Re: What risk of undefined behavior if destructor must throw?
Terry G wrote:
In my example, ReleaseMutex has failed. It shouldn't have, but it did.
Microsoft doesn't say why ReleaseMutex might fail, until it actually does.
Then you can call GetLastError to find out why, after the fact.
The point here is not that Microsoft is evil, its just that destructors have
to "trust" that other code will succeed. But it might not.
You can call GetLastError and log the error. You might even want to
assert, because an assert is not really an exception and it means
there's a bug in your code somewhere. ReleaseMutex probably fails
because your thread does not own the mutex.
So, in my destructor I have three choices: terminate right now, ignore the
error, or throw. Terminate seems drastic in this example. Ignoring the error could cause
the program to hang, become unstable, or produce incorrect results, a fate worse
than death in an embedded system.
Ignoring the error may be fine. That is, if when you call ReleaseMutex
that simply means you don't want the thread to have the mutex. You
don't care if your thread had it originally or not, as long as it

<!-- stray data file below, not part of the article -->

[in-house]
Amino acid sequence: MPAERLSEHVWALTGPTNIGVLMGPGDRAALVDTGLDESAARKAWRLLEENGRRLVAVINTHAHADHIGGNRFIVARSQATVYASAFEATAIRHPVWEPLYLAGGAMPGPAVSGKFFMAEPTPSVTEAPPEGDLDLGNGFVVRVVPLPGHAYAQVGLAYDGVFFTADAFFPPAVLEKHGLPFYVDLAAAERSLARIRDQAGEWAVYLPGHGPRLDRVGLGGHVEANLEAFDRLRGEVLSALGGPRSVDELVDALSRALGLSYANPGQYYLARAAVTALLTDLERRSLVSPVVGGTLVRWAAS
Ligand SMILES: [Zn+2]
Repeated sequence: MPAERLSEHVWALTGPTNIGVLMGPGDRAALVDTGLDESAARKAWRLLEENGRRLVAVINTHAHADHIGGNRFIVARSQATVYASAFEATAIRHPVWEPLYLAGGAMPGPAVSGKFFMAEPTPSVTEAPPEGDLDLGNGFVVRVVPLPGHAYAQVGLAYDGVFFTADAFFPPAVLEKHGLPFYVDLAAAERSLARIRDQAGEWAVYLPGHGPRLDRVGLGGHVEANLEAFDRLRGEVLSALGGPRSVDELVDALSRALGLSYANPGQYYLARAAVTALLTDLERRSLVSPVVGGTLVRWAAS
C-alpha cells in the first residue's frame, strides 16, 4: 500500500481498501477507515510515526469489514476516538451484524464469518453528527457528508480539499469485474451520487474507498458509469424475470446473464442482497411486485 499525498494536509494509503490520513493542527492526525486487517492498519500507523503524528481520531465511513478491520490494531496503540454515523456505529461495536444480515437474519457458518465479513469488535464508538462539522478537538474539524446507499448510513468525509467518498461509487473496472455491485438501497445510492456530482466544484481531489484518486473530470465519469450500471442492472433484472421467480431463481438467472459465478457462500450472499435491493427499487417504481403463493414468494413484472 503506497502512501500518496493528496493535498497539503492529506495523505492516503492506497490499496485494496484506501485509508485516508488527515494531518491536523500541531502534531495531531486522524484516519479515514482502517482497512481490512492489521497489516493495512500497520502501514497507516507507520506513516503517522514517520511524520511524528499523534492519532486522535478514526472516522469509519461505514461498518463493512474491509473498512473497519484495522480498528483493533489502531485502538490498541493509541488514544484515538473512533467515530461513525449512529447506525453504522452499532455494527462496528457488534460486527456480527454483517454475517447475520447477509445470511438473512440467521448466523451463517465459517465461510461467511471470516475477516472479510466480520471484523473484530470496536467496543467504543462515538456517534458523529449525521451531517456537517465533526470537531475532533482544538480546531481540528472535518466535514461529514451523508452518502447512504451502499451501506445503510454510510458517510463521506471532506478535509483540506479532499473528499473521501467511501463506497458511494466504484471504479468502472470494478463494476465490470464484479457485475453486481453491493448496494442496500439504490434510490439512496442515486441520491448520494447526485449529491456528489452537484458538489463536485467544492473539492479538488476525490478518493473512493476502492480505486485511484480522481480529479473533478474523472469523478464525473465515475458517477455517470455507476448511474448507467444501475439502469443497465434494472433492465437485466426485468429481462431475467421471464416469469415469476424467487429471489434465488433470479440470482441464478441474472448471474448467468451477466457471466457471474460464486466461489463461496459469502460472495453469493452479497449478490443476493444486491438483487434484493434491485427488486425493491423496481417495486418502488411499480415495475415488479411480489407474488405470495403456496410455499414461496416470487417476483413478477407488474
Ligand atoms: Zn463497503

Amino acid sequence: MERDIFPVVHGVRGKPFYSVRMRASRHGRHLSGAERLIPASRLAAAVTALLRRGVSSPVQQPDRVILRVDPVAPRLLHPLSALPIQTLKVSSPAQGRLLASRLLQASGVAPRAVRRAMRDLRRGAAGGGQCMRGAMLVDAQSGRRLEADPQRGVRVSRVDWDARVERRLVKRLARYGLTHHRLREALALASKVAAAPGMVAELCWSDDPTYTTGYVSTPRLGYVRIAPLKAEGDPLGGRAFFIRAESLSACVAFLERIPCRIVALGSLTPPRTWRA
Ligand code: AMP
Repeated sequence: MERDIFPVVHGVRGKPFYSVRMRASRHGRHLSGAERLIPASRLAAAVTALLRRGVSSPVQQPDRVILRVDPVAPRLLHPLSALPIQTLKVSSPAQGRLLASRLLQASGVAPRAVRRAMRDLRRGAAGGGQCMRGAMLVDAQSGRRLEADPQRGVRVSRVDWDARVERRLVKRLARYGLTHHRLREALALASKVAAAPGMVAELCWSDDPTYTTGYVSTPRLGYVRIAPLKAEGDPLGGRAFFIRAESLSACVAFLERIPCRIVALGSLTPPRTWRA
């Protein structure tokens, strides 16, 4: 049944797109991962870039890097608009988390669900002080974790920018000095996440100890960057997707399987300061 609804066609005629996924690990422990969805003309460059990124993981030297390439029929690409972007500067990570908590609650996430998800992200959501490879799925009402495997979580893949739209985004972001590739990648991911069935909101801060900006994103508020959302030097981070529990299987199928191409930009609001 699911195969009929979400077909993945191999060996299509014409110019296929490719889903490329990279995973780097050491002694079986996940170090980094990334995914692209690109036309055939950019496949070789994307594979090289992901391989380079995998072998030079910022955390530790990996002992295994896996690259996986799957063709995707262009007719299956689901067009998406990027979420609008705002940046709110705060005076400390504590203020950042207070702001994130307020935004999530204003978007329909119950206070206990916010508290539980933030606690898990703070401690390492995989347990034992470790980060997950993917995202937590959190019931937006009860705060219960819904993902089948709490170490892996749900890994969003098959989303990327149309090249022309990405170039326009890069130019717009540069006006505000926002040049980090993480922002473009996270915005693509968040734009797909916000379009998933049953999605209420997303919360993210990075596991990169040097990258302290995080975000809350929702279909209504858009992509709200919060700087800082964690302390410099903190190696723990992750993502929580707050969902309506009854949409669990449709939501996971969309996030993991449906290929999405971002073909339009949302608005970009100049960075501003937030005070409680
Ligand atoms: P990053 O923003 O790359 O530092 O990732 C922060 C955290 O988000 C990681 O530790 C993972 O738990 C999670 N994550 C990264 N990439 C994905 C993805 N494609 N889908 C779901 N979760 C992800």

doesn't have it now.
If you are expecting that your thread does have the mutex at the time
you make the call then it is a failed assertion.
Throwing seems like the best choice here.
No, throwing is the wrong action. Throwing an exception happens because
of runtime conditions. You might throw an exception if a wait times out
because you don't expect that to happen.
It seems to me to be the best choice most of the time. In fact, I'd really
like to throw something that forces the program to terminate, because
continuing to operate would be bad. So shutdown gracefully. But shutdown!
However, most of my collegues have read these books and routinely put
catch(...) in their code.
"Don't use catch(...)" seems like stronger advice than "don't let
As a hard and fast rule I'd go for the 2nd one. Better to use
catch(...) than let a destructor throw. Better to catch first any
exceptions you might be able to handle. As all your exceptions should
hopefully derive from std::exception that shouldn't be a problem.
I note that you claim to be writing an embedded system and yet you are
using exceptions. That sounds rather unusual.
That way I could throw a Terminate() exception, not derived from anything,
which would fully unwind the stack, and then terminate.
You'll want to know first why the original exception was thrown though.
It may be a reason for which to terminate, it might not be. To me,
termination seems like a last resort. I don't know what type of
application you are writing, but for me there is often nothing worse
than have an app crash on me.
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